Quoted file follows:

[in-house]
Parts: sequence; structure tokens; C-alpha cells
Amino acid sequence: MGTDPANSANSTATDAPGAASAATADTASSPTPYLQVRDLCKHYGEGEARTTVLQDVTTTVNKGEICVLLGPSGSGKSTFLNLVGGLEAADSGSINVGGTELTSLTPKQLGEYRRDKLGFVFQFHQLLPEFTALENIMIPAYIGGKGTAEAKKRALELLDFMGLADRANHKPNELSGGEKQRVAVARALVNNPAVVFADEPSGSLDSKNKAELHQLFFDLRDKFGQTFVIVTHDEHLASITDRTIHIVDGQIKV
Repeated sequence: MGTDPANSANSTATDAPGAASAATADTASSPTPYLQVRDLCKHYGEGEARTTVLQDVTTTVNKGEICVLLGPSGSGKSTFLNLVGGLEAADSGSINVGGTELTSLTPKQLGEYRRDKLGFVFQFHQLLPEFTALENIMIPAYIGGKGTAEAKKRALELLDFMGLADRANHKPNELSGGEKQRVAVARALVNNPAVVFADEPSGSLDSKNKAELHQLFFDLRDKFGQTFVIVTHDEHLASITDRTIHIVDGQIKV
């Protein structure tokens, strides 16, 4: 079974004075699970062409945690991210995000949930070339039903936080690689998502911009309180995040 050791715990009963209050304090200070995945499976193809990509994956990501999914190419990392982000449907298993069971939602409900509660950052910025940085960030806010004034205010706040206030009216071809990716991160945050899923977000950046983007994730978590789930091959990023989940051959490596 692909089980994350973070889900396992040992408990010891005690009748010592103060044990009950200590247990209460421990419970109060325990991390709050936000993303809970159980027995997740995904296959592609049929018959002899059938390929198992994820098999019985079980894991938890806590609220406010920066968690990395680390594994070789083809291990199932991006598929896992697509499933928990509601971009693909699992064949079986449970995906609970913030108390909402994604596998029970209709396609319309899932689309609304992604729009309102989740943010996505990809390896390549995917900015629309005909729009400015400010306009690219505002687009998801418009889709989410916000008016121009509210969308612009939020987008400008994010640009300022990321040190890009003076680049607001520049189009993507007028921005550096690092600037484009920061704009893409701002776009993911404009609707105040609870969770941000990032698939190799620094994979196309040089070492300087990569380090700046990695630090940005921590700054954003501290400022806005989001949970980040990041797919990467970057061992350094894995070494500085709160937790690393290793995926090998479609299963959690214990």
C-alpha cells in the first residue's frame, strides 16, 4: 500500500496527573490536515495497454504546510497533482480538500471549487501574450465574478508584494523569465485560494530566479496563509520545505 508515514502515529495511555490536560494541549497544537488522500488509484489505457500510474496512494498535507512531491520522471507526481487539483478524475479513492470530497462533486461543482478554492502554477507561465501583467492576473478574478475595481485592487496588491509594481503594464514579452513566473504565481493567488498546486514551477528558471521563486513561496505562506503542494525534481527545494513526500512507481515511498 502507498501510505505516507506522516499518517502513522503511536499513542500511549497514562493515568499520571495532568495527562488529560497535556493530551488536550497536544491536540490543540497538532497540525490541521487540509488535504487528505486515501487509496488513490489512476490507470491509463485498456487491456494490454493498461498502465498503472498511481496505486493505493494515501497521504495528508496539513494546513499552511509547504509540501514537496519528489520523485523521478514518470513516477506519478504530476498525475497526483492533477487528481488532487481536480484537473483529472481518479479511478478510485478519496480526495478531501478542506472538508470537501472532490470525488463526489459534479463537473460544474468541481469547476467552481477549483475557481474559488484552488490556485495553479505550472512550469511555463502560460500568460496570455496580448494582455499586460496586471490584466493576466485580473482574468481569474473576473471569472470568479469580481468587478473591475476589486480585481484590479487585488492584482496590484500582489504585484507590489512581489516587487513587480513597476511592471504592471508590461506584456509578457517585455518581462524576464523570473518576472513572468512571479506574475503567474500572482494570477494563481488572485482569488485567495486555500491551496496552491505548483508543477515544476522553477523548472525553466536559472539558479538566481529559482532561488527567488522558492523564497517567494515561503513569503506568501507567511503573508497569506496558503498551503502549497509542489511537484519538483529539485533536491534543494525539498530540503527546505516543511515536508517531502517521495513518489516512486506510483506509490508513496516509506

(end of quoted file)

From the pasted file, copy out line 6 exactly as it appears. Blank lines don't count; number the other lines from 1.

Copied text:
C-alpha cells in the first residue's frame, strides 16, 4: 500500500496527573490536515495497454504546510497533482480538500471549487501574450465574478508584494523569465485560494530566479496563509520545505 508515514502515529495511555490536560494541549497544537488522500488509484489505457500510474496512494498535507512531491520522471507526481487539483478524475479513492470530497462533486461543482478554492502554477507561465501583467492576473478574478475595481485592487496588491509594481503594464514579452513566473504565481493567488498546486514551477528558471521563486513561496505562506503542494525534481527545494513526500512507481515511498 502507498501510505505516507506522516499518517502513522503511536499513542500511549497514562493515568499520571495532568495527562488529560497535556493530551488536550497536544491536540490543540497538532497540525490541521487540509488535504487528505486515501487509496488513490489512476490507470491509463485498456487491456494490454493498461498502465498503472498511481496505486493505493494515501497521504495528508496539513494546513499552511509547504509540501514537496519528489520523485523521478514518470513516477506519478504530476498525475497526483492533477487528481488532487481536480484537473483529472481518479479511478478510485478519496480526495478531501478542506472538508470537501472532490470525488463526489459534479463537473460544474468541481469547476467552481477549483475557481474559488484552488490556485495553479505550472512550469511555463502560460500568460496570455496580448494582455499586460496586471490584466493576466485580473482574468481569474473576473471569472470568479469580481468587478473591475476589486480585481484590479487585488492584482496590484500582489504585484507590489512581489516587487513587480513597476511592471504592471508590461506584456509578457517585455518581462524576464523570473518576472513572468512571479506574475503567474500572482494570477494563481488572485482569488485567495486555500491551496496552491505548483508543477515544476522553477523548472525553466536559472539558479538566481529559482532561488527567488522558492523564497517567494515561503513569503506568501507567511503573508497569506496558503498551503502549497509542489511537484519538483529539485533536491534543494525539498530540503527546505516543511515536508517531502517521495513518489516512486506510483506509490508513496516509506